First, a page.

Many people looking to reduce their calorie intake are required to consume sugar-free beverages and foods. A new research suggests that the gut is much harder to fool than our taste buds.
The study based on previous findings, demonstrating that mice who lack the ability to taste, can still disclose calorific sugar solutions apart from sweetener or water, and still show preference for sugar.
These findings suggest that the mammalian gastrointestinal tract has a method of identifying sugar that exists south of the mouth. Researchers previously stated that when the small intestine is bypassed, this preference for sugar disappears, further narrowing the search. The latest study, published by a Duke University researcher, claims to have discovered the cells responsible for our guts sweet tooth.
The sugar-sensing cells
A specific type of cell in the gut called neuropod cells senses both sugar and non-caloric sweetener. According to Dr. Laura Rupprecht, a postdoctoral fellow in the Laboratory of Gut Brain Neurobiology at Duke Medicine, the neuropod cell synapses with nerves to direct an individual to select sugar instead of nutritive sweetener.
These neuropod cells were discovered by Rupprechts colleagues in 2018. They sit at a critical interface between the cells in our gut and our parasympathetic nervous system (PNS). The PNS is responsible for gathering information about a variety of bodily processes that can be roughly grouped into rest-and-digest behaviors. The vagus nerve, which connects our brain to our internal organs, is the most important part of the PNS.
According to Rupprecht, the neurons are positioned to drive these particular behaviors. Working as a team with material scientists at MIT, we developed a flexible fiber tool to control the neuropod cells using light.
Bringing light to the gut
The team bred mice who had a genetic alteration to their neuropod cells in the presence of a certain wavelength of light. Consequently, the optogenetic lights changed, indicating that the neuropod cells had the sugar signal.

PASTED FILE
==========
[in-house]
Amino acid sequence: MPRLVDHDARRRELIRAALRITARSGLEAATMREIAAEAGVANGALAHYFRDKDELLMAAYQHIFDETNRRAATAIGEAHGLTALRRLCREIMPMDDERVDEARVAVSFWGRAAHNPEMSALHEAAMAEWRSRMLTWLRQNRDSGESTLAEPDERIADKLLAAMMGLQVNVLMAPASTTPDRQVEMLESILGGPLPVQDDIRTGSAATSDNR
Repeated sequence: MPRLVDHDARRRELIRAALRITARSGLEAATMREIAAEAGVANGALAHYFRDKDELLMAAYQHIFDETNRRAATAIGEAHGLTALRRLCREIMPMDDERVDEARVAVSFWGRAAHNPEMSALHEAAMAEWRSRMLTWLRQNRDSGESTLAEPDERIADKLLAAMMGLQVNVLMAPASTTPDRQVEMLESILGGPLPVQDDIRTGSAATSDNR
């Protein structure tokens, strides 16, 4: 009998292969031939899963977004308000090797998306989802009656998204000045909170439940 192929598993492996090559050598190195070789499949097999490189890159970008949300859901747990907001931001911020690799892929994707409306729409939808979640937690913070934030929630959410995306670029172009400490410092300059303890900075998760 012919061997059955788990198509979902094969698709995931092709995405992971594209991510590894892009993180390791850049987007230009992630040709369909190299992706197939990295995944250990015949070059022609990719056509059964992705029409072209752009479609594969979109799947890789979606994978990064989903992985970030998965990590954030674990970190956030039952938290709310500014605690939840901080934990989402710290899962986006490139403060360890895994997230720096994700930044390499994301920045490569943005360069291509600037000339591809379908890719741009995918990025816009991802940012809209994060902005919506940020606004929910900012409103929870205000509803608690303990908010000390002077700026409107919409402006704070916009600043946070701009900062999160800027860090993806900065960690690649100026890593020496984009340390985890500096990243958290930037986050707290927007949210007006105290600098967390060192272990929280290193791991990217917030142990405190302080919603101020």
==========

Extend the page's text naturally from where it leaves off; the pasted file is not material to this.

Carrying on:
The teams'' next objective was to determine whether sugar would be distinguished from sweetener. The research found that three populations of neuropods were found that they were activated as a result of sugar, some to sweetener, and others that expressed interest in these individuals. The authors found that these cells taste receptor cells in the tongue or retinal cone cells that assist the eye discern color.
Optogenetics is a technique, commonly used in neuromodulation, that gives researchers control over the activity of neurons or other cells or groups of cells. Animals are genetically modified so that some of their neurons express light-sensitive ion channels, which allows cell function to be switched on or off in response to light exposure.
While sugar stimulated the cells to release the neurotransmitter glutamate, the artificial sweetener sucralose did not prompt a release. The team studied both mouse and human gut cells and discovered that this glutamate response was similar in both, suggesting that the mouse mechanism is likely to be conserved in humans.
The researchers performed behavioral experiments in a small sample of mice. These showed that when their-light sensitive neuropods were turned off, the animals'' sugar preference was eliminated. However, after the laser light stimulation ended, their sugar affinity returned. In their paper discussions, they said that these animals did not lose their sucrose preference, rather their ability to discern the preferred sugar from the sweetener.
The big business of artificial sweeteners
These findings do not contain sole implications for sugar-loving mice. Artificial sweeteners are a big undertaking. In 2018, the carbonated beverage market in the United States had an estimated $8 billion, and Diet Coke alone had an estimated eight percent slice of that pie. It''s clear that the gut can see through the trick while bypassing the calories. However, Rupprechts finds that these findings may have implications for these beverages'' effectiveness in keeping us away from the calories.
In many situations, artificial sweeteners can help people lose weight and curb cravings, but in other situations, they have no impact on eating, according to Rupprecht. We can prove that artificial sweeteners signal to the brain, but do not direct behavior in the same way as caloric sugars. In short, artificial sweeteners might fool our taste neurons, but the cells that work out the hard math of the energy we consume are unconvinced by the illusion.
This is the latest edition of a series of studies that highlight excessive sugar and calories consumption. Current medications to help obese people who struggle with sugar intake may be a relatively inexpensive approach.